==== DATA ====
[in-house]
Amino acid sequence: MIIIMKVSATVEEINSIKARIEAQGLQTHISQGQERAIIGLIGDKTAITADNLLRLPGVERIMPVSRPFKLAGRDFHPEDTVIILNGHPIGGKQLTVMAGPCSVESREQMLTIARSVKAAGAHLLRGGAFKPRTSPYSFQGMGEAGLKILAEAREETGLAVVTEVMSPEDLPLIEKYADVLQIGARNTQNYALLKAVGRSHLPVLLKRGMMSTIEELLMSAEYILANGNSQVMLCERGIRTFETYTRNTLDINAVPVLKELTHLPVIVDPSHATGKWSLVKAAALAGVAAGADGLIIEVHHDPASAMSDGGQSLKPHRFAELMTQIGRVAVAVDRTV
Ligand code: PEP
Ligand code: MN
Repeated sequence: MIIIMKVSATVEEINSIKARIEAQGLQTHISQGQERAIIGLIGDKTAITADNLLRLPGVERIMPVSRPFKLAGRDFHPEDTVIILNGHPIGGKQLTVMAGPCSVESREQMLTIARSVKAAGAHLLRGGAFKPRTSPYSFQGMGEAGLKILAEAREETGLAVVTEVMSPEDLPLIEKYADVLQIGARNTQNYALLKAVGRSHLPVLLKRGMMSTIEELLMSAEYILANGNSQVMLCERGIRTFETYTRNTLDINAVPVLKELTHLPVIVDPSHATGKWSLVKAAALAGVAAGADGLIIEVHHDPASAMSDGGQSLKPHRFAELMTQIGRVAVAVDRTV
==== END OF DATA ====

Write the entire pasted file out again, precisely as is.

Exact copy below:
[in-house]
Amino acid sequence: MIIIMKVSATVEEINSIKARIEAQGLQTHISQGQERAIIGLIGDKTAITADNLLRLPGVERIMPVSRPFKLAGRDFHPEDTVIILNGHPIGGKQLTVMAGPCSVESREQMLTIARSVKAAGAHLLRGGAFKPRTSPYSFQGMGEAGLKILAEAREETGLAVVTEVMSPEDLPLIEKYADVLQIGARNTQNYALLKAVGRSHLPVLLKRGMMSTIEELLMSAEYILANGNSQVMLCERGIRTFETYTRNTLDINAVPVLKELTHLPVIVDPSHATGKWSLVKAAALAGVAAGADGLIIEVHHDPASAMSDGGQSLKPHRFAELMTQIGRVAVAVDRTV
Ligand code: PEP
Ligand code: MN
Repeated sequence: MIIIMKVSATVEEINSIKARIEAQGLQTHISQGQERAIIGLIGDKTAITADNLLRLPGVERIMPVSRPFKLAGRDFHPEDTVIILNGHPIGGKQLTVMAGPCSVESREQMLTIARSVKAAGAHLLRGGAFKPRTSPYSFQGMGEAGLKILAEAREETGLAVVTEVMSPEDLPLIEKYADVLQIGARNTQNYALLKAVGRSHLPVLLKRGMMSTIEELLMSAEYILANGNSQVMLCERGIRTFETYTRNTLDINAVPVLKELTHLPVIVDPSHATGKWSLVKAAALAGVAAGADGLIIEVHHDPASAMSDGGQSLKPHRFAELMTQIGRVAVAVDRTV